A vital part of being a working artist are the clients and what they are looking for to be created. When commissioned for an artwork, there are some specific and at times very sentimental requests that an artist has to be mindful of, as that is what matters at the end of the day.
The client comes to an artist after taking a careful look at their portfolio and has expectations in mind of the kind of work that the artist can do. The client’s desire for a commissioned artwork is mainly based on the artist’s demonstrated capabilities in their portfolio, as well as how they are able to connect with the artist. It is a delicate balance of managing client expectations, perhaps underpromise of what can be done and overdeliver on the actual artwork.
For someone who has been doing commissions for over a decade now, I have an intimate understanding of what an artist can do to not only meet the client expectations when it comes to commissioned artwork but also potentially get a collector for their work. For all the budding artists out there, in this blog, I would like to list down all the things you can do to ensure you meet your client’s expectations with every commission. So, here we go:
- Actively listen and note down of all the things that your client wants!
When being commissioned for a particular artwork, it is crucial for you to listen closely and intently to what your client wants. Make notes, draw rough sketches to share with them to ensure you are understanding exactly what they are looking for. Listening is an essential skill for any professional, however for an artist it can be a matter of incorrectly interpreting someone’s creative vision resulting in lost time, money and effort. Just like any relationship, it is incredibly important to listen and that is how you build a sincere and trusting client relationship.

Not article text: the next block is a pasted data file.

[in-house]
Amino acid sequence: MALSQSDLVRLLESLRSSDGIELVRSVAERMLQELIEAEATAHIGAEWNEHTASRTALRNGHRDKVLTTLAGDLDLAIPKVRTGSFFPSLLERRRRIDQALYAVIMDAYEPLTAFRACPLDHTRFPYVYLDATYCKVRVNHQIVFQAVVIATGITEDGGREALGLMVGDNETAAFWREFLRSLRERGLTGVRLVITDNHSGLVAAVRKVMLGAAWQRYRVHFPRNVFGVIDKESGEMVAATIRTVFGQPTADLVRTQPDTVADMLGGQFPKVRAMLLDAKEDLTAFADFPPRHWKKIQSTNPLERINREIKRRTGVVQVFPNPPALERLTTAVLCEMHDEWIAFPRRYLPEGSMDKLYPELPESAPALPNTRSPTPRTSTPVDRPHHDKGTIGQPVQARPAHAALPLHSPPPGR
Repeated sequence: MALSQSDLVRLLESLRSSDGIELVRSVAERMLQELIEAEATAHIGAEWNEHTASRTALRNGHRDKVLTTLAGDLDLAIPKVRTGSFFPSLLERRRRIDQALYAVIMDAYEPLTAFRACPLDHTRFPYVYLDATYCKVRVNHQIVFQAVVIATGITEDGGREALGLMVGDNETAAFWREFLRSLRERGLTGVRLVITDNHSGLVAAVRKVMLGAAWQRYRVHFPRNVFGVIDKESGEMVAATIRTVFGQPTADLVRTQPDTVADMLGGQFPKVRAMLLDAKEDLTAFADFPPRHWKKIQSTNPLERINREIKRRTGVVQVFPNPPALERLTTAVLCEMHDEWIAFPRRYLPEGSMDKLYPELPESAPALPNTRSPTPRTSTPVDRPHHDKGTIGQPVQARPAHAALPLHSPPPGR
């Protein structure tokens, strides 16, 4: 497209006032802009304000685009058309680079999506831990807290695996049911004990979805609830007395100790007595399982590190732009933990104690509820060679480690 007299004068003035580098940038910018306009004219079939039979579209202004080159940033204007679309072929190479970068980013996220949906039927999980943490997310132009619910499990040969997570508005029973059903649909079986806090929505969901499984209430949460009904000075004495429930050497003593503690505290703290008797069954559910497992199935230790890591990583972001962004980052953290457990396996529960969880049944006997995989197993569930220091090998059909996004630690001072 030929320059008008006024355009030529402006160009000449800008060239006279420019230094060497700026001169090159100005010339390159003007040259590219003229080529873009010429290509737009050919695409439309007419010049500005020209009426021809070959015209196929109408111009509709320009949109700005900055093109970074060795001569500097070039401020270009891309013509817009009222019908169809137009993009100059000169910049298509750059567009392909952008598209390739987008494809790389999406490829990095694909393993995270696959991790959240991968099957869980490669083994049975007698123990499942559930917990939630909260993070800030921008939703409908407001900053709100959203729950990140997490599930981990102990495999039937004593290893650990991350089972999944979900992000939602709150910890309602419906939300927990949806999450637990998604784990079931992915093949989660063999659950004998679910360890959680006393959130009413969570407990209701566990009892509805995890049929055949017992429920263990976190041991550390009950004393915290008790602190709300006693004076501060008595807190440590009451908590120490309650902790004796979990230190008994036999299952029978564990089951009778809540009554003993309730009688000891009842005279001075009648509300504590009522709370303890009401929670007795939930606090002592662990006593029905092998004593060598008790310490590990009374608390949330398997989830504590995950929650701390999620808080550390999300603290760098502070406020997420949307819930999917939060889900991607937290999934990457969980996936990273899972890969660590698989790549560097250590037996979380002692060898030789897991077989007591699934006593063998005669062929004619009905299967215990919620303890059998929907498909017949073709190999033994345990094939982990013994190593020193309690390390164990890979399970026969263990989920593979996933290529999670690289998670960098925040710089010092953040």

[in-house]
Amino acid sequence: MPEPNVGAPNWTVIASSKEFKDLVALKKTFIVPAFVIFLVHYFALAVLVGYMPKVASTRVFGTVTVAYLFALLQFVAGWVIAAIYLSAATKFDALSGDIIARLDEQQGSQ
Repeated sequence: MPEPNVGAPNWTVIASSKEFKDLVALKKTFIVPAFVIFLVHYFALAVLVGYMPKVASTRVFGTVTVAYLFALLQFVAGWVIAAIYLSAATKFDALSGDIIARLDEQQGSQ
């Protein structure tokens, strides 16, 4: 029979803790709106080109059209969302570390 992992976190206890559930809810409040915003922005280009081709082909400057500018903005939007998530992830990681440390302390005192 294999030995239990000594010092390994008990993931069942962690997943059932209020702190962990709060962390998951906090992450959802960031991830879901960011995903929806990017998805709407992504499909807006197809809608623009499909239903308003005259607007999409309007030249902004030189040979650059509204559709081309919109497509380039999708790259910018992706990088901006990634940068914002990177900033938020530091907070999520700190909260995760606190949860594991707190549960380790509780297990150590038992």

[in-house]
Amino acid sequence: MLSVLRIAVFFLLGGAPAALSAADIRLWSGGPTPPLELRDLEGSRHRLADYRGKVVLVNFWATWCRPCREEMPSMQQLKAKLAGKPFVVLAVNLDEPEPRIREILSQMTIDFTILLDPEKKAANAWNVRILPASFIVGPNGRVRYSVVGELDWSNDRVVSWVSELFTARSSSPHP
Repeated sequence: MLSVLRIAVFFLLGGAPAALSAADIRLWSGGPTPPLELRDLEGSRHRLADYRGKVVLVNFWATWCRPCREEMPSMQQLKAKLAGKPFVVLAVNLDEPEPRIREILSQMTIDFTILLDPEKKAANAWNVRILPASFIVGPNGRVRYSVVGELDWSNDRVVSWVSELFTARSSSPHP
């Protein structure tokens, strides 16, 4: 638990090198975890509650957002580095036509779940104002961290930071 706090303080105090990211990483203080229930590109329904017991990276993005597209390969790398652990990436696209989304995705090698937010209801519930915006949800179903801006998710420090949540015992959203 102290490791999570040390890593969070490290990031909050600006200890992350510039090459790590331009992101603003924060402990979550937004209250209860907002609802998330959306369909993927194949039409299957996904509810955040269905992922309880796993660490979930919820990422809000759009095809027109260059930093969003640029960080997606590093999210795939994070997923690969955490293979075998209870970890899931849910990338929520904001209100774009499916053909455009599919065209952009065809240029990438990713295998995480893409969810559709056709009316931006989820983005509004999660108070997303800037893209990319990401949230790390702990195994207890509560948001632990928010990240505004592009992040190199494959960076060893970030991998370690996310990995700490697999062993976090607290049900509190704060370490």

- Stop trying to be perfect, do what your client needs to do
Perfectionism might be the biggest obstacle that we all face on our way to creating something or even just being productive. Trying to be perfect is often our subconscious way of justifying our procrastination. We take refuge in our research and “planning phase” of the creative project instead of actually doing it.
When it comes to a commission, your responsibility is to the client and ensuring they get the version of the artwork that they want. You should not let your insecurities or perfectionist tendencies get in the way, as this will only adversely affect your relationship with the client and also make them feel like they got an artwork that disregarded their vision.
- Don’t bite off more than you can chew
Starting out, you would probably jump on every single commission that is requested from you. This might be manageable initially when the client workflow is at a trickle, however this would quickly become a challenge once your art business picks up and you have commissions requests pouring in. If you say yes to every request, you will not only be overworked but there is a very high probability your quality of work will also dwindle. This can definitely damage your reputation as you will not only be able to deliver on your client’s deadlines but also produce subpar commissions.
Therefore, I would highly recommend in being mindful of the amount of commissioned work that you are taking on and being on top of your client relationship management.
- Be upfront and communicate openly with your client
This is almost equally important as listening to your client, if you are unable to deliver on a particular request or the timeline of delivering the commission is a bit tight for you, tell your client immediately. This is how you can manage expectations and also not overextend yourself beyond your limits. It is crucial to maintain a line of efficient communication with your clients, so that later on there are no disappointments and potential loss of a valuable client.
There you have it: 4 simple yet essential lessons in making sure that you meet your client’s expectations and build a valuable and trusting relationship with them. For those who are just starting out with their art business, adopting these habits early on will set a healthy foundation for your soon to be thriving business!
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